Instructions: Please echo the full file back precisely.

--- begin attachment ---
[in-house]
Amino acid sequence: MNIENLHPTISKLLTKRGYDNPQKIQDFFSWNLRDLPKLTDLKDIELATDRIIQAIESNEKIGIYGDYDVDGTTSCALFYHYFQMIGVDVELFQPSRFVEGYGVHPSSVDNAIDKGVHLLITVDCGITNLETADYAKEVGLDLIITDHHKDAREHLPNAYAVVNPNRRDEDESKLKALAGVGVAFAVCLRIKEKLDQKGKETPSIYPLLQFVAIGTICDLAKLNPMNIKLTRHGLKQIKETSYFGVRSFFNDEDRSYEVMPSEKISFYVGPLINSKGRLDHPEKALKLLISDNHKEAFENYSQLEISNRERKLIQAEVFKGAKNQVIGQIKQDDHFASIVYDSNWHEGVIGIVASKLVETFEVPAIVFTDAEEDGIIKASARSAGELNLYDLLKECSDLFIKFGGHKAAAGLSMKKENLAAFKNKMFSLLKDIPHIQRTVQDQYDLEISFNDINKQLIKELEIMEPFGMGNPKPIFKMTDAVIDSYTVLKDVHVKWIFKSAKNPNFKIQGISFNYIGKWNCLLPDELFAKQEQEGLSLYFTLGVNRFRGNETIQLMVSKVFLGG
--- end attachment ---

[in-house]
Amino acid sequence: MNIENLHPTISKLLTKRGYDNPQKIQDFFSWNLRDLPKLTDLKDIELATDRIIQAIESNEKIGIYGDYDVDGTTSCALFYHYFQMIGVDVELFQPSRFVEGYGVHPSSVDNAIDKGVHLLITVDCGITNLETADYAKEVGLDLIITDHHKDAREHLPNAYAVVNPNRRDEDESKLKALAGVGVAFAVCLRIKEKLDQKGKETPSIYPLLQFVAIGTICDLAKLNPMNIKLTRHGLKQIKETSYFGVRSFFNDEDRSYEVMPSEKISFYVGPLINSKGRLDHPEKALKLLISDNHKEAFENYSQLEISNRERKLIQAEVFKGAKNQVIGQIKQDDHFASIVYDSNWHEGVIGIVASKLVETFEVPAIVFTDAEEDGIIKASARSAGELNLYDLLKECSDLFIKFGGHKAAAGLSMKKENLAAFKNKMFSLLKDIPHIQRTVQDQYDLEISFNDINKQLIKELEIMEPFGMGNPKPIFKMTDAVIDSYTVLKDVHVKWIFKSAKNPNFKIQGISFNYIGKWNCLLPDELFAKQEQEGLSLYFTLGVNRFRGNETIQLMVSKVFLGG